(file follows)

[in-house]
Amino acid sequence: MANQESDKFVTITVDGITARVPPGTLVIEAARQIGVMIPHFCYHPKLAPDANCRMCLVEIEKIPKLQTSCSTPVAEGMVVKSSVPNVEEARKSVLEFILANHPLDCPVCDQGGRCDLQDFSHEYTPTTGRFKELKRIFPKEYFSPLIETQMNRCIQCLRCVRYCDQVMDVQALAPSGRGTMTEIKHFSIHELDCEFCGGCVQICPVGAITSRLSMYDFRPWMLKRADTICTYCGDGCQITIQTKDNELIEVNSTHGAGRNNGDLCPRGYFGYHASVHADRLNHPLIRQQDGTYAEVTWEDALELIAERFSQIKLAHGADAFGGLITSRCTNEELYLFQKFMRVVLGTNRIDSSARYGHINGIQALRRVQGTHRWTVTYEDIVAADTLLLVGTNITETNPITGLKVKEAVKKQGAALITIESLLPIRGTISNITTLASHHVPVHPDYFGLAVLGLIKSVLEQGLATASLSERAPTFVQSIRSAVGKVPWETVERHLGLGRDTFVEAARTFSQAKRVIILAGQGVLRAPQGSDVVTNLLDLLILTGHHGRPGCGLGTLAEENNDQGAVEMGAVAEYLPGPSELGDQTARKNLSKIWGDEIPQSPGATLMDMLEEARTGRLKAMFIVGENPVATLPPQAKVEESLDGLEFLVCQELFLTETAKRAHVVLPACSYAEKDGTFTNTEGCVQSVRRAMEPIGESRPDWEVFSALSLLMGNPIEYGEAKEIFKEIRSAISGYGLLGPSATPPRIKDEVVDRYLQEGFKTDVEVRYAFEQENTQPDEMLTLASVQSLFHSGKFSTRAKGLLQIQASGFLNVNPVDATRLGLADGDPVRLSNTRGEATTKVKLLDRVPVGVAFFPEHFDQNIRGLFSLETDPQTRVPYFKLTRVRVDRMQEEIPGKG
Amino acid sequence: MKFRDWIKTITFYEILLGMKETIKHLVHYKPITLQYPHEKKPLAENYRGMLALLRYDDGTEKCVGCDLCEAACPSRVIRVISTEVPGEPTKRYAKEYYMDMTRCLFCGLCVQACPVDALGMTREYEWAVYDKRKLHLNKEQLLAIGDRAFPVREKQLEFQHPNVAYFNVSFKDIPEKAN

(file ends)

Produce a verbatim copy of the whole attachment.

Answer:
[in-house]
Amino acid sequence: MANQESDKFVTITVDGITARVPPGTLVIEAARQIGVMIPHFCYHPKLAPDANCRMCLVEIEKIPKLQTSCSTPVAEGMVVKSSVPNVEEARKSVLEFILANHPLDCPVCDQGGRCDLQDFSHEYTPTTGRFKELKRIFPKEYFSPLIETQMNRCIQCLRCVRYCDQVMDVQALAPSGRGTMTEIKHFSIHELDCEFCGGCVQICPVGAITSRLSMYDFRPWMLKRADTICTYCGDGCQITIQTKDNELIEVNSTHGAGRNNGDLCPRGYFGYHASVHADRLNHPLIRQQDGTYAEVTWEDALELIAERFSQIKLAHGADAFGGLITSRCTNEELYLFQKFMRVVLGTNRIDSSARYGHINGIQALRRVQGTHRWTVTYEDIVAADTLLLVGTNITETNPITGLKVKEAVKKQGAALITIESLLPIRGTISNITTLASHHVPVHPDYFGLAVLGLIKSVLEQGLATASLSERAPTFVQSIRSAVGKVPWETVERHLGLGRDTFVEAARTFSQAKRVIILAGQGVLRAPQGSDVVTNLLDLLILTGHHGRPGCGLGTLAEENNDQGAVEMGAVAEYLPGPSELGDQTARKNLSKIWGDEIPQSPGATLMDMLEEARTGRLKAMFIVGENPVATLPPQAKVEESLDGLEFLVCQELFLTETAKRAHVVLPACSYAEKDGTFTNTEGCVQSVRRAMEPIGESRPDWEVFSALSLLMGNPIEYGEAKEIFKEIRSAISGYGLLGPSATPPRIKDEVVDRYLQEGFKTDVEVRYAFEQENTQPDEMLTLASVQSLFHSGKFSTRAKGLLQIQASGFLNVNPVDATRLGLADGDPVRLSNTRGEATTKVKLLDRVPVGVAFFPEHFDQNIRGLFSLETDPQTRVPYFKLTRVRVDRMQEEIPGKG
Amino acid sequence: MKFRDWIKTITFYEILLGMKETIKHLVHYKPITLQYPHEKKPLAENYRGMLALLRYDDGTEKCVGCDLCEAACPSRVIRVISTEVPGEPTKRYAKEYYMDMTRCLFCGLCVQACPVDALGMTREYEWAVYDKRKLHLNKEQLLAIGDRAFPVREKQLEFQHPNVAYFNVSFKDIPEKAN